Within this architecture, the PIX Firewall forms the boundary between the internal network and the external networks (which may include one or more perimeter networks). All traffic between the internal and external networks must flow through the firewall to maintain security. The external network is typically accessible to the Internet and contains systems that provide services to the external network. Such services might include a Web server, FTP server, or SMTP (electronic mail) server; connections to these application servers can be controlled using access-lists in the Internet attached router.

Alternatively, server systems can be located on a perimeter network as shown above, and access to the server systems can be controlled and monitored by the PIX Firewall. The PIX Firewall also lets you implement your security policies for connection to and from the inside network.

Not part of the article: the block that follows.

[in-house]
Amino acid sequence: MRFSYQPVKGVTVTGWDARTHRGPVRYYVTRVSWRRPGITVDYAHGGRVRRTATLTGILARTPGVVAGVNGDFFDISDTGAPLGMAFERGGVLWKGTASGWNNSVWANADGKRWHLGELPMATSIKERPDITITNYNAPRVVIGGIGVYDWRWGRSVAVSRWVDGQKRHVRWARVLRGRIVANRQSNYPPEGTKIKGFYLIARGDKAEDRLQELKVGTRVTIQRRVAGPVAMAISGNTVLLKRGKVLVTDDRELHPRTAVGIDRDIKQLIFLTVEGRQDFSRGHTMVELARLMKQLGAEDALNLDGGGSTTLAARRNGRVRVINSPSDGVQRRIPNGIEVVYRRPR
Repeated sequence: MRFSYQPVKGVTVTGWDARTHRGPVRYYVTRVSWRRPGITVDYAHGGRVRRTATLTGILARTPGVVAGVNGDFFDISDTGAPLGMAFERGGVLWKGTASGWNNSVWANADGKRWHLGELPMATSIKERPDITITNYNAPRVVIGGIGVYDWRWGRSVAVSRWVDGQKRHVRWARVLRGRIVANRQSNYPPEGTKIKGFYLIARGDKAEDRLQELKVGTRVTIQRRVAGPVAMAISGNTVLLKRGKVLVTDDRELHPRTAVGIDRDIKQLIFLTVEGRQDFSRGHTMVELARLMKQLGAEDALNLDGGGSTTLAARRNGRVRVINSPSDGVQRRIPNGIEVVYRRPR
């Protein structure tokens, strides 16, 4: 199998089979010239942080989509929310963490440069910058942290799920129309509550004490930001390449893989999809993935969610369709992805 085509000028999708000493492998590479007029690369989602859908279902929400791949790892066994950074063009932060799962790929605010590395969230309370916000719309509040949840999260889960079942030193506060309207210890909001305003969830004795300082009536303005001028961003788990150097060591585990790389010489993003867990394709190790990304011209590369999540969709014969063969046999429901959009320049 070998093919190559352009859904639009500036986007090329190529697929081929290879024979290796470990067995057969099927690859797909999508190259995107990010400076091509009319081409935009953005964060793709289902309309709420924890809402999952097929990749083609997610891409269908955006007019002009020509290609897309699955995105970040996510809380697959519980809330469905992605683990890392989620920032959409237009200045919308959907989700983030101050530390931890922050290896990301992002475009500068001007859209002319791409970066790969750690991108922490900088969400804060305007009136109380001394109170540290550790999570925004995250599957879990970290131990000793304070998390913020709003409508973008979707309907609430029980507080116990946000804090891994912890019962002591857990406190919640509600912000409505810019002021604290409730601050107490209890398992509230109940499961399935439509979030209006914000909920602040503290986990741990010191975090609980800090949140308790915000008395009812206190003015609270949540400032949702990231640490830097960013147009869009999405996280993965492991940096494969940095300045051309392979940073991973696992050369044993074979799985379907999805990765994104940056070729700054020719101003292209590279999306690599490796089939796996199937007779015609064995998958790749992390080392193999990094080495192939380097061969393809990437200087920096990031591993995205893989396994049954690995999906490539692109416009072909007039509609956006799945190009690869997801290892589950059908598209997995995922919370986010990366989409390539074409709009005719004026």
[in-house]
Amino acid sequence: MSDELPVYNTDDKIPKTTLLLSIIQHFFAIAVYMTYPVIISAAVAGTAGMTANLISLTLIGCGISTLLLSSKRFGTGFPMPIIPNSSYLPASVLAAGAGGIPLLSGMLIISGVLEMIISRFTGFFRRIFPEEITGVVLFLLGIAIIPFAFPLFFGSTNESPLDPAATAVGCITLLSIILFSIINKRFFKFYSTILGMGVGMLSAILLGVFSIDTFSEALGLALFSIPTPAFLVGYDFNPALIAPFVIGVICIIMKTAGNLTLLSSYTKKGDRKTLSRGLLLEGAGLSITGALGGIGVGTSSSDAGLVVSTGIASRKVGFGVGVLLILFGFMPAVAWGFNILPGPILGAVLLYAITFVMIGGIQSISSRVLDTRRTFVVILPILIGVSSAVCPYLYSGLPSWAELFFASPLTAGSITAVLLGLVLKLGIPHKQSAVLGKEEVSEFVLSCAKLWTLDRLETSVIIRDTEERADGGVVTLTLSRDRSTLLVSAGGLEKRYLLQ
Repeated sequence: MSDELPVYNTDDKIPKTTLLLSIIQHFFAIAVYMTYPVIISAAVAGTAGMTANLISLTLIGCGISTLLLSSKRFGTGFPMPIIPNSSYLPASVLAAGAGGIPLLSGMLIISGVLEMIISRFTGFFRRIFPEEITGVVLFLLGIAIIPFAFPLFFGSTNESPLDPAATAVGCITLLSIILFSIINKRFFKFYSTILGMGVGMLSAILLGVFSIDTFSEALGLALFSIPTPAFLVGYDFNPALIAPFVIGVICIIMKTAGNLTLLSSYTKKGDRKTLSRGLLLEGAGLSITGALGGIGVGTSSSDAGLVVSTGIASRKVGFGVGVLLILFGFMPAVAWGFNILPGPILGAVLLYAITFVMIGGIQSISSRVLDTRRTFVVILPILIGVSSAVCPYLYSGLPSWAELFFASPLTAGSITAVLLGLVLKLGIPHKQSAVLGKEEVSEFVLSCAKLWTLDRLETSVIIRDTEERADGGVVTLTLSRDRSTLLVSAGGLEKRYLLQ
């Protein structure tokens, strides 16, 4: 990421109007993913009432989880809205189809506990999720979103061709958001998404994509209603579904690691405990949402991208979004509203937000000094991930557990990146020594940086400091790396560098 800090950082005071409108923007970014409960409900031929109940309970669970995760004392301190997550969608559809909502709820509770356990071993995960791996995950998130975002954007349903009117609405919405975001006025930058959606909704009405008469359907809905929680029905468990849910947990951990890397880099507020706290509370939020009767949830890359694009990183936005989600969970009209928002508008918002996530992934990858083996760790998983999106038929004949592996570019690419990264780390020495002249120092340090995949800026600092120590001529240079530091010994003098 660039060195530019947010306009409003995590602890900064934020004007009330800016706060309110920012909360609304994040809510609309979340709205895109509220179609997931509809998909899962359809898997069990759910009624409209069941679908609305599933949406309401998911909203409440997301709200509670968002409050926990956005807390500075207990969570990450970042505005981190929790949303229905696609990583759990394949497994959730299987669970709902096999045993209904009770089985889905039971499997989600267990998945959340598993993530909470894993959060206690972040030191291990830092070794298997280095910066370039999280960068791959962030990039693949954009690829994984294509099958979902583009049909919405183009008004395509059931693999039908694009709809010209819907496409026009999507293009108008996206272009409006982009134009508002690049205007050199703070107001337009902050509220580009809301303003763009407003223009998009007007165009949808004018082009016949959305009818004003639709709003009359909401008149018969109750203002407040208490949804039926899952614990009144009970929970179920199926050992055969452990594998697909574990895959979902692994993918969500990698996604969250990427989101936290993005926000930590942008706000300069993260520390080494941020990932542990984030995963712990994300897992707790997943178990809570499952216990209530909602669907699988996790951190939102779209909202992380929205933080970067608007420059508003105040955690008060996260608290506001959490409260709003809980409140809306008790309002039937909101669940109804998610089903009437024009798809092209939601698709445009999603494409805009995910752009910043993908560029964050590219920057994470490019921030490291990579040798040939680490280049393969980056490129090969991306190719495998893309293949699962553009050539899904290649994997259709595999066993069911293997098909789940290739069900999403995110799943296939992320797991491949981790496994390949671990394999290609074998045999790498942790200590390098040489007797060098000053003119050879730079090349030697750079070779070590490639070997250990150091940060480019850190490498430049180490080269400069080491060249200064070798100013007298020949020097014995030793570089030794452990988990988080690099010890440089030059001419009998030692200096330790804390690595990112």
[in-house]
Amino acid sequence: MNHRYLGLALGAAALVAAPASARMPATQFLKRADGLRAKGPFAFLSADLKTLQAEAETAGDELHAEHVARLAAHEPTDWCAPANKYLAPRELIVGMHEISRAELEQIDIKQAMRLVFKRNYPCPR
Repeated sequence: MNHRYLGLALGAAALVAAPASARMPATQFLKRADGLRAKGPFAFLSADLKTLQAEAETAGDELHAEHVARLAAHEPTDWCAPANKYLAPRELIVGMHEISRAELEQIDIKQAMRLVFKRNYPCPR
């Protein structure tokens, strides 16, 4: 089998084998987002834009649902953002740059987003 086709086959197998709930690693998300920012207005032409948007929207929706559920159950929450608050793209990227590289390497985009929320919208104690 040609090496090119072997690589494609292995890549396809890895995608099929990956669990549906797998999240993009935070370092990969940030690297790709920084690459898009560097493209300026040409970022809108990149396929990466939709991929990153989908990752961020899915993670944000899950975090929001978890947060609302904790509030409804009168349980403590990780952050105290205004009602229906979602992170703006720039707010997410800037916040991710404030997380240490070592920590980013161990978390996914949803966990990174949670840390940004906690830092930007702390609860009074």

Typically, the inside network is an organization's own internal network, or intranet, and the outside network is the Internet, but the PIX Firewall can also be used within an intranet to isolate or protect one group of internal computing systems and users from another. The perimeter network can be configured as secure as the inside network or with varying security levels from the most secure inside network to the least secure outside network. Both the inside and perimeter networks are protected with the PIX Firewall's Adaptive Security algorithm described later in this chapter. The inside, perimeter, and outside interfaces can listen to RIP routing updates, and the inside and perimeter interfaces can broadcast a RIP default route.